The tracks were covered all along in big piles of large animal poop. It was smeared across the path, some looked diarrhoea like. And the stench of it was so bad, especially going through the small mountain villages, the stench of dung was overpowering! Totally yuck. I had expected to see more Pilgrims as we completed a stage in the book that most tend to follow. But there really wasn’t many that passed us. Mr D is not happy with the new Camino markers in this region – each one shows how many kms & meters to go to Santiago. It is a constant countdown. Mr D said ‘ It takes all the fun out of it! I enjoy counting how many kms we have done altogether & how much more to go at the end of each day! ‘
The book spoke about a steep descent after the second last town we pass through, which really wasn’t that steep. The gravel wide path was easy to walk on. But the weather was closing in as I saw the rain approaching my way. The cold wind picked up & the rain came so briefly as it passed through. Not so bad! I hardly got wet! We finished our steep part & then it was only 3kms into town. Pass more poop & angry barking dogs. The last 2 kms pass through a tunnel of trees through chestnut woodland which is very pretty.
There is pently of Albergues to choose from. We picked one that looked nice on the outside called Atrio Albergue. Old stone & wooden 2 storey building. Very nice inside if anything, it’s dark, not much lighting. We settled into a bunk room of which there were 2 guys already in there. Mr D was in dismay – more of his lumps had come up on his lower leg, his face even. It appears to be out of control. He is so itchy & frustrated & there’s nothing I can do to help get rid of them. So annoying to have this drama close to Santiago. We were lucky to have made it inside when we did as the rain became heavier outside.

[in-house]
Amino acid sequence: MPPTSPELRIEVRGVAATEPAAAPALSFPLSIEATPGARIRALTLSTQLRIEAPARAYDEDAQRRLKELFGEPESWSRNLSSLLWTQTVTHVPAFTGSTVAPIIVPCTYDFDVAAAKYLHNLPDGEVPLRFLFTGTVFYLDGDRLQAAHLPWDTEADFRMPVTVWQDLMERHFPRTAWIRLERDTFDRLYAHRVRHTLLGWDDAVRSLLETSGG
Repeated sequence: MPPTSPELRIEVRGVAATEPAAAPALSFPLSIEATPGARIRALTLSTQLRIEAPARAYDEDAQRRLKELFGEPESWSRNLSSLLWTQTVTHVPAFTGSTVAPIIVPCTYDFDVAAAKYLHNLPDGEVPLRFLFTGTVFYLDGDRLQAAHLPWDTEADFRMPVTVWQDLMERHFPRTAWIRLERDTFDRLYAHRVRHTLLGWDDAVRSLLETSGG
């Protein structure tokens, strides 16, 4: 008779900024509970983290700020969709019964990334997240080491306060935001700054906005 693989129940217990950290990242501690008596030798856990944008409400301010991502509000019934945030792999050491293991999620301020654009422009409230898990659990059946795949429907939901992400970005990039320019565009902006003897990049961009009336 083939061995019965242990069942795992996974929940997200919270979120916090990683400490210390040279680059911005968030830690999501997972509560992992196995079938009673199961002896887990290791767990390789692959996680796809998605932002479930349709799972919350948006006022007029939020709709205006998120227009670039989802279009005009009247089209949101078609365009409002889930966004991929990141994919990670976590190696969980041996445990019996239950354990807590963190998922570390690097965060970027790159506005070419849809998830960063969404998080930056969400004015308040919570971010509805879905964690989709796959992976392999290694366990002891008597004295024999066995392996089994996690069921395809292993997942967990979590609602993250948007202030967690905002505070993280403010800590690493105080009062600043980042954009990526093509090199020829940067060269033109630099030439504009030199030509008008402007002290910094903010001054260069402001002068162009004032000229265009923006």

We went out looking for a Farmacia for Mr D to get more creams for his allergies. We bumped into David & Sioux from Torquay, VIC, Australia. I had spoken to David yesterday at O’Cebreiro briefly about the accommodation there but didn’t know his name. They were also the ones sitting with the Alaskan ladies last night in the same restaurant as us. And they had just arrived from O’Cebreiro after 4.30pm today which is late. So David was asking where the Albergues were again & where was I staying. They seemed friendly enough & we are sure to bump into them again.
They went to find beds & we decided to head over to the closest restaurant to share a bottle of red wine & then have an early dinner. We had a standard peregrino 3 course meal which I enjoyed more today as I had not pigged out. Mr D’s grilled steak he told the waiter was a bit tough so the waiter very kindly gave him another plate for free with the bisket steak I had which tasted very nice. The temperature had dropped to FREEZING as we walked back. Still noticing it was after 7pm & dark with Pilgrims JUST arriving in town – crazy bloody people! Our Albergue bunk room had filled up with more people now. I guess it will be like this from now on to the end. Mr D attended to his problems & noticed in the meantime that more lumps had come up, his left foot covered in small red lumps. By tomorrow morning he may be covered in lumps from head to toe – I sure hope not. Well, we will get an early night & see what the morning brings.